Ballet Saved by Fattening Up Ballerinas
I am definitely not a fan of the headline of this Huffington Post article, “How Fattening Up Will Save Ballet,” but the content is worth a read. It’s by author Deirdre Kelly, whose new book bears the equally controversial title: “Ballerina: Sex, Scandal, and Suffering Behind the Symbol of Perfection.”
Oy. Talk about stirring things up.
The basic takeaway of the article is that ballerinas are being “allowed” to be at healthier weights than they used to be, and that this will “save” ballet. She points out that medical experts have long stated the dangers of ballet’s required extreme thinness (true). She also notes that companies today place more emphasis on injury prevention and dancer health than they did in the past (also true). However, that emphasis does not rule out their desire for thin dancers, as displayed onstage.
Kelly writes, “Ballerinas today are again embracing the breasts and hips which first made them objects of desire way back in the day. They are turning their backs on the radical cosmetic surgeries and punitive dieting that stripped them of their identities as full-fledged women in the modern era.”
But is it True?
While I admire Kelly’s desire to highlight the female dancers today who break the hyper-thin mold of the classical ballerina, I am not sure I see the broad changes in the field that she sees. Thinness is still a requirement and a pressure that young students and professionals alike experience with shocking regularity.
And I’m not so sure our companies present such a wide variety of body types that aspiring dancers feel there is room for their diversity. When companies make that rare exception, dancers often get singled out for not fitting the mold. (Recall: NYCB principal Jenifer Ringer criticized in the New York Times just two years ago… see here.)
And Her Point?
Kelly goes on to say that she wrote the book to restore dignity to the ballerina- dignity that was lost in the years when dancers had to submit to extreme thinness. “[Ballet] is where the ballerina is in control of her body in determining her own destiny.”
I both agree and disagree with this statement and will share my personal thoughts later. First, what do you think?
I am not as close to it as you, obviously, but last night I saw an ABT performance and one of the soloists had a short hair cut – not a bob, but short and close to her head. I thought that was very unusual but maybe it’s showing that the image is starting to be less rigid?
Yes, I saw that too- you’re right, it is unusual, and yes, I think that some ballet companies are starting to relax their requirements around hair. That’s been happening for a while now. And the results show that short hair doesn’t make a women less of a ballerina. I think the same consideration should be given to weight and body types. I’m going to write more on this in another post soon. Thanks Deb!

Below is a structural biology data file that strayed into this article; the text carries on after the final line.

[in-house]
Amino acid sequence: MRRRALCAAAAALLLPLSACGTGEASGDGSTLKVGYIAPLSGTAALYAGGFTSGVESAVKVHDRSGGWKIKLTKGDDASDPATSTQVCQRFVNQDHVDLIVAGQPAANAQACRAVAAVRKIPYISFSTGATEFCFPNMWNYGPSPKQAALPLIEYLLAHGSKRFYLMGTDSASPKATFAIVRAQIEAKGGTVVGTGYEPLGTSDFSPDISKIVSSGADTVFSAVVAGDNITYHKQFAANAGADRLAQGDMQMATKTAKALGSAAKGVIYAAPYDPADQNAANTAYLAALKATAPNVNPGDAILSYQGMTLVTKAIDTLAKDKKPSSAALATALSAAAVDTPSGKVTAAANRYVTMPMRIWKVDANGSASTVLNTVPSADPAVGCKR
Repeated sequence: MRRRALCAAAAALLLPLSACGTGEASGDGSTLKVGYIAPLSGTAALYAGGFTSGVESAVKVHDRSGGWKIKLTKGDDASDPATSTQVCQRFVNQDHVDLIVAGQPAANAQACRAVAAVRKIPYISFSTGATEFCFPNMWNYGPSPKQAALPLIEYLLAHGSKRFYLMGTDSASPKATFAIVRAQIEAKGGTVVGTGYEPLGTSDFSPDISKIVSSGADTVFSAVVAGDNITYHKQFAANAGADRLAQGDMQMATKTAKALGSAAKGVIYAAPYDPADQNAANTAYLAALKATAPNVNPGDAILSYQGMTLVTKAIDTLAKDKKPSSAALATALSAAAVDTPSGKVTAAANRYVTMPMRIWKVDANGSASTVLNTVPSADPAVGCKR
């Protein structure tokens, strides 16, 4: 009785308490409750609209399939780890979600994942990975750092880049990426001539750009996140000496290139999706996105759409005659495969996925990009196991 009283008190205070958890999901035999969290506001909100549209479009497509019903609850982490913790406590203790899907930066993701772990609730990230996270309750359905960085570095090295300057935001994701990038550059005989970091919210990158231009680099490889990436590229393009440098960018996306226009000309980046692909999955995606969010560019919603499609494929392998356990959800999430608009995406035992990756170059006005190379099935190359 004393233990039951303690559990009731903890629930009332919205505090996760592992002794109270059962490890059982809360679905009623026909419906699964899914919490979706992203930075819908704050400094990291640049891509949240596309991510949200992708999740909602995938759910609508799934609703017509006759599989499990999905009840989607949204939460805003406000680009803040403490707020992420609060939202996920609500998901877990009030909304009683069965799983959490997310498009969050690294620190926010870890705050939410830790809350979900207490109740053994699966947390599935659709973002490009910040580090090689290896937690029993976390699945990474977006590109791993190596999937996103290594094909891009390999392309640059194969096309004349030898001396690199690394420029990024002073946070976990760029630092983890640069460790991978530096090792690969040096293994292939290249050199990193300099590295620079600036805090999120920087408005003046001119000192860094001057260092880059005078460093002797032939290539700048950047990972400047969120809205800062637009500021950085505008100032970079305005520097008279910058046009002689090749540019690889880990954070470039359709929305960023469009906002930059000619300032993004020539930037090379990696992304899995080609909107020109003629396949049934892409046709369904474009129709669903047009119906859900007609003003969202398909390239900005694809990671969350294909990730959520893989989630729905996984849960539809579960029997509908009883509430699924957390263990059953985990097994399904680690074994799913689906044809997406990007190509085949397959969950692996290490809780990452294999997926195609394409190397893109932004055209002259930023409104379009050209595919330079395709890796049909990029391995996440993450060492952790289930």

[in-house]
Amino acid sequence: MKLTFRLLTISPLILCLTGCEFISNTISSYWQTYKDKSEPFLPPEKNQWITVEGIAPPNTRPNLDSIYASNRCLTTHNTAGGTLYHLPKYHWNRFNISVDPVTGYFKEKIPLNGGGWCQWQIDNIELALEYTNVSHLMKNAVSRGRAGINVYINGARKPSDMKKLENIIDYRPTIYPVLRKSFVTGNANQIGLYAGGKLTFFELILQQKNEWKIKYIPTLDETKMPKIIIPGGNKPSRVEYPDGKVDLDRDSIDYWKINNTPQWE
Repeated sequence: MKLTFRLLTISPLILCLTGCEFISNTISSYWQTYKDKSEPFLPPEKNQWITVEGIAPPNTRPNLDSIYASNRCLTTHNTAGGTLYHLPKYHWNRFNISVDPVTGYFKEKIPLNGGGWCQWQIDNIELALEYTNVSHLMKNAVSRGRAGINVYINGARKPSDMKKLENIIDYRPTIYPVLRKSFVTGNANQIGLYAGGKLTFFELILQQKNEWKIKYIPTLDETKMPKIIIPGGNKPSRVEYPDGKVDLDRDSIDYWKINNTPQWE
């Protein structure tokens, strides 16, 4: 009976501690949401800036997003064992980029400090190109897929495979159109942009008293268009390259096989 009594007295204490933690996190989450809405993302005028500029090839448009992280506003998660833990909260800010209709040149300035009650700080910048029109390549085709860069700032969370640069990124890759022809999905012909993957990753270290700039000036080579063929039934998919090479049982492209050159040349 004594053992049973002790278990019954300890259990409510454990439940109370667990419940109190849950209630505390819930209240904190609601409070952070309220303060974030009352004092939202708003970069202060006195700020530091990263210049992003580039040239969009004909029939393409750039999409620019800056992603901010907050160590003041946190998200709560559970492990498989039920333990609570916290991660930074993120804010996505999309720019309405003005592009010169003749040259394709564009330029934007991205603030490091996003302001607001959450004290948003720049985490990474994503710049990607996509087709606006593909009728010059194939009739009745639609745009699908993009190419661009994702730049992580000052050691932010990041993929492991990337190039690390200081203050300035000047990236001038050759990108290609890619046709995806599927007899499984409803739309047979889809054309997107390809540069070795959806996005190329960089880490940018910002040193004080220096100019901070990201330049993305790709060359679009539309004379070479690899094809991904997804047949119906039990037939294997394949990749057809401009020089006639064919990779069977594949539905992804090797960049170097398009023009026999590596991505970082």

I definitely agree with you Elizabeth! Being that aspiring dancer, I can say that there is definitely still pressure to have a certain look. The difficulty is that everyones perception of beauty is different, which can make achieving the ‘ideal’ body type, very difficult and can lead to dangerous behaviours around food. As much as all of us would like to believe that Kelly is right, and I guess now we are starting to see some changes amongst people’s mentalities and some companies, most of the large ballet institution that have been around for a while, and which many look up to as their dream company or school, are unyielding. In 2003, Anastasia Volochkova, then principal dancer with the Bolshoi Ballet, was fired for being “too tall and heavy for male dancers to lift”. She was only 5’6 and weighed 110 pounds. This is by no means ‘fat’. There is also a competition between ballet students, always that girl or boy who the individual may think is skinnier, which ties into your previous article, and no doubt has an affect on how we view our bodies and the outcome of our dancing.
Thanks for commenting, Rea. It’s true that the bigger companies have stuck largely to the “classical look” which doesn’t leave much room for different body types. AND, as you noted, even at the school level, there is so much competition between students about body size as it trickles down from the profession. It’s a tricky situation. What’s crazy is that no dancers I have worked with have even been clinically overweight, so the whole discussion is far outside of what would be considered “healthy” for the average person. When that brings with it neuroses for perfectly healthy people, I think the dance world needs to re-evaluate its priorities and desired outcomes. What are we really aiming for in these bodies? Is is strength, agility, grace, and beauty? Those are available to us at healthier weights than are currently on display.